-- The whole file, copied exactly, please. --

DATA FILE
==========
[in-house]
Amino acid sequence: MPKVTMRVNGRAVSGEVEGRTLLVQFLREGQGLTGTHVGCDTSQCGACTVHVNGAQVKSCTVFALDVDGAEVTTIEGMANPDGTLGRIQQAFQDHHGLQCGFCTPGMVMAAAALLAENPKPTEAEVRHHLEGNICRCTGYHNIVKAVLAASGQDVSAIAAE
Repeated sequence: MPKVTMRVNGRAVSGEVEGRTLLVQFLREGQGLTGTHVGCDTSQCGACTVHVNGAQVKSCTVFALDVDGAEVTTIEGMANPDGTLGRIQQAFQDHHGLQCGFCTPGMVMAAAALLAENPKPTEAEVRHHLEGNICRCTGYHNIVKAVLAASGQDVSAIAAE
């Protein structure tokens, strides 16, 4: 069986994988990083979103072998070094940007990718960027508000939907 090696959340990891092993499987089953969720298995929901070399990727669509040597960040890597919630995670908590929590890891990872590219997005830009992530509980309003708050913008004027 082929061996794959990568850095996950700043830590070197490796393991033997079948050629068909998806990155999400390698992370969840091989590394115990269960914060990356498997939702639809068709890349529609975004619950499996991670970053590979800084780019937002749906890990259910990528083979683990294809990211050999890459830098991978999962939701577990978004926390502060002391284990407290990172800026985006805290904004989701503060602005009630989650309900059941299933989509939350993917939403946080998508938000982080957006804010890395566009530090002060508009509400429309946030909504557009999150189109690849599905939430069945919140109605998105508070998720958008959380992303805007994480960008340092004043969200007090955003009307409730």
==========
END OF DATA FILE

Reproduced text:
[in-house]
Amino acid sequence: MPKVTMRVNGRAVSGEVEGRTLLVQFLREGQGLTGTHVGCDTSQCGACTVHVNGAQVKSCTVFALDVDGAEVTTIEGMANPDGTLGRIQQAFQDHHGLQCGFCTPGMVMAAAALLAENPKPTEAEVRHHLEGNICRCTGYHNIVKAVLAASGQDVSAIAAE
Repeated sequence: MPKVTMRVNGRAVSGEVEGRTLLVQFLREGQGLTGTHVGCDTSQCGACTVHVNGAQVKSCTVFALDVDGAEVTTIEGMANPDGTLGRIQQAFQDHHGLQCGFCTPGMVMAAAALLAENPKPTEAEVRHHLEGNICRCTGYHNIVKAVLAASGQDVSAIAAE
């Protein structure tokens, strides 16, 4: 069986994988990083979103072998070094940007990718960027508000939907 090696959340990891092993499987089953969720298995929901070399990727669509040597960040890597919630995670908590929590890891990872590219997005830009992530509980309003708050913008004027 082929061996794959990568850095996950700043830590070197490796393991033997079948050629068909998806990155999400390698992370969840091989590394115990269960914060990356498997939702639809068709890349529609975004619950499996991670970053590979800084780019937002749906890990259910990528083979683990294809990211050999890459830098991978999962939701577990978004926390502060002391284990407290990172800026985006805290904004989701503060602005009630989650309900059941299933989509939350993917939403946080998508938000982080957006804010890395566009530090002060508009509400429309946030909504557009999150189109690849599905939430069945919140109605998105508070998720958008959380992303805007994480960008340092004043969200007090955003009307409730």